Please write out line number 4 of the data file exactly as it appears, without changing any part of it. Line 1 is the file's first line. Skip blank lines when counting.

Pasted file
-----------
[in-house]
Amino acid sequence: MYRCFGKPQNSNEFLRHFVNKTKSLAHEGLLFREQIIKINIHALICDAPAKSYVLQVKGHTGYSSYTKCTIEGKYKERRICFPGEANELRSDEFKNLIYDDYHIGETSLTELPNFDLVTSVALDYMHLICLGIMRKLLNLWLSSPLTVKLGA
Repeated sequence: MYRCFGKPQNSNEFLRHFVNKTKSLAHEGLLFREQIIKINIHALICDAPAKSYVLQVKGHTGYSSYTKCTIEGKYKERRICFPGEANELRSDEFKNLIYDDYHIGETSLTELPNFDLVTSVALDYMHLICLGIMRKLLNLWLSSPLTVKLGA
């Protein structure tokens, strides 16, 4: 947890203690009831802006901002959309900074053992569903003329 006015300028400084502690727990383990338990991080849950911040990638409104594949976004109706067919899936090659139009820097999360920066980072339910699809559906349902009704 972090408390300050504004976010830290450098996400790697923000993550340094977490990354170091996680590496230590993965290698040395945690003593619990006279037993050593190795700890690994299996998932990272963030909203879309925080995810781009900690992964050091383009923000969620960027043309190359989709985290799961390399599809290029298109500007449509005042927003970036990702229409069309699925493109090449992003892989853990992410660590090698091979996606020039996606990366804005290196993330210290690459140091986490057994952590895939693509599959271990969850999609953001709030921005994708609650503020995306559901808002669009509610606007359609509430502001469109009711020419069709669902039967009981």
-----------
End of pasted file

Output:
């Protein structure tokens, strides 16, 4: 947890203690009831802006901002959309900074053992569903003329 006015300028400084502690727990383990338990991080849950911040990638409104594949976004109706067919899936090659139009820097999360920066980072339910699809559906349902009704 972090408390300050504004976010830290450098996400790697923000993550340094977490990354170091996680590496230590993965290698040395945690003593619990006279037993050593190795700890690994299996998932990272963030909203879309925080995810781009900690992964050091383009923000969620960027043309190359989709985290799961390399599809290029298109500007449509005042927003970036990702229409069309699925493109090449992003892989853990992410660590090698091979996606020039996606990366804005290196993330210290690459140091986490057994952590895939693509599959271990969850999609953001709030921005994708609650503020995306559901808002669009509610606007359609509430502001469109009711020419069709669902039967009981």